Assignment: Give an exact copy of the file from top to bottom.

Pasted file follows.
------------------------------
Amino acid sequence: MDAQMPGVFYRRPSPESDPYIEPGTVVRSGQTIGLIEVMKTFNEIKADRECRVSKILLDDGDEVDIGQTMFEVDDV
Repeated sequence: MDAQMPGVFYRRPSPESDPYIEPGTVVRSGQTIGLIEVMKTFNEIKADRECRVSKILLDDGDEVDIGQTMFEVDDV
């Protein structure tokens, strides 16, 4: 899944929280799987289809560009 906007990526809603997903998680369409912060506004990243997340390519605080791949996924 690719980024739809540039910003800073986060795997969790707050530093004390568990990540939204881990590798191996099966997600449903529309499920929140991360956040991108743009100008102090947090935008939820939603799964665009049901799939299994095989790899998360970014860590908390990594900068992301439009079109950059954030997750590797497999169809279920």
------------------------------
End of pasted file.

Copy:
Amino acid sequence: MDAQMPGVFYRRPSPESDPYIEPGTVVRSGQTIGLIEVMKTFNEIKADRECRVSKILLDDGDEVDIGQTMFEVDDV
Repeated sequence: MDAQMPGVFYRRPSPESDPYIEPGTVVRSGQTIGLIEVMKTFNEIKADRECRVSKILLDDGDEVDIGQTMFEVDDV
């Protein structure tokens, strides 16, 4: 899944929280799987289809560009 906007990526809603997903998680369409912060506004990243997340390519605080791949996924 690719980024739809540039910003800073986060795997969790707050530093004390568990990540939204881990590798191996099966997600449903529309499920929140991360956040991108743009100008102090947090935008939820939603799964665009049901799939299994095989790899998360970014860590908390990594900068992301439009079109950059954030997750590797497999169809279920």